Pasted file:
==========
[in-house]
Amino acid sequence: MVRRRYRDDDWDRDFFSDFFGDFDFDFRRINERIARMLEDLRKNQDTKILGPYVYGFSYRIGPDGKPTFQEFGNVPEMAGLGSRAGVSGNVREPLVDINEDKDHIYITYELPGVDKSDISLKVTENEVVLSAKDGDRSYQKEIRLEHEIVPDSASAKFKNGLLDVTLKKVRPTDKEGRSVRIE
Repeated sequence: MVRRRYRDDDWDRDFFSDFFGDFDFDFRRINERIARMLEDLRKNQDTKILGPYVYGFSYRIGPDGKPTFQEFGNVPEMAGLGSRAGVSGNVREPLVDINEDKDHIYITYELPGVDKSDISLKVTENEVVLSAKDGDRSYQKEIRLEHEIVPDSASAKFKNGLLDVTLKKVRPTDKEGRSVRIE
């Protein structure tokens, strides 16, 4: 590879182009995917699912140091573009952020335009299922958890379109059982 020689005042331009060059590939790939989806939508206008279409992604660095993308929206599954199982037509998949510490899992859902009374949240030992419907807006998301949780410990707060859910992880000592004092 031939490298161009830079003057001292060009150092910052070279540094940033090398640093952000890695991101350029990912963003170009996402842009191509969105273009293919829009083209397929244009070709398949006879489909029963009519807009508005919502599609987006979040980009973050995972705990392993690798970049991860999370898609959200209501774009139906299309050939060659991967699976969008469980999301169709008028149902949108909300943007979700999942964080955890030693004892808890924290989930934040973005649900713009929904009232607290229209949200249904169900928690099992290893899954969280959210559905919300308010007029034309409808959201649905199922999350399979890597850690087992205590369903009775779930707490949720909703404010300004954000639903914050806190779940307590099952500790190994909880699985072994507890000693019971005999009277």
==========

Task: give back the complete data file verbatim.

[in-house]
Amino acid sequence: MVRRRYRDDDWDRDFFSDFFGDFDFDFRRINERIARMLEDLRKNQDTKILGPYVYGFSYRIGPDGKPTFQEFGNVPEMAGLGSRAGVSGNVREPLVDINEDKDHIYITYELPGVDKSDISLKVTENEVVLSAKDGDRSYQKEIRLEHEIVPDSASAKFKNGLLDVTLKKVRPTDKEGRSVRIE
Repeated sequence: MVRRRYRDDDWDRDFFSDFFGDFDFDFRRINERIARMLEDLRKNQDTKILGPYVYGFSYRIGPDGKPTFQEFGNVPEMAGLGSRAGVSGNVREPLVDINEDKDHIYITYELPGVDKSDISLKVTENEVVLSAKDGDRSYQKEIRLEHEIVPDSASAKFKNGLLDVTLKKVRPTDKEGRSVRIE
């Protein structure tokens, strides 16, 4: 590879182009995917699912140091573009952020335009299922958890379109059982 020689005042331009060059590939790939989806939508206008279409992604660095993308929206599954199982037509998949510490899992859902009374949240030992419907807006998301949780410990707060859910992880000592004092 031939490298161009830079003057001292060009150092910052070279540094940033090398640093952000890695991101350029990912963003170009996402842009191509969105273009293919829009083209397929244009070709398949006879489909029963009519807009508005919502599609987006979040980009973050995972705990392993690798970049991860999370898609959200209501774009139906299309050939060659991967699976969008469980999301169709008028149902949108909300943007979700999942964080955890030693004892808890924290989930934040973005649900713009929904009232607290229209949200249904169900928690099992290893899954969280959210559905919300308010007029034309409808959201649905199922999350399979890597850690087992205590369903009775779930707490949720909703404010300004954000639903914050806190779940307590099952500790190994909880699985072994507890000693019971005999009277």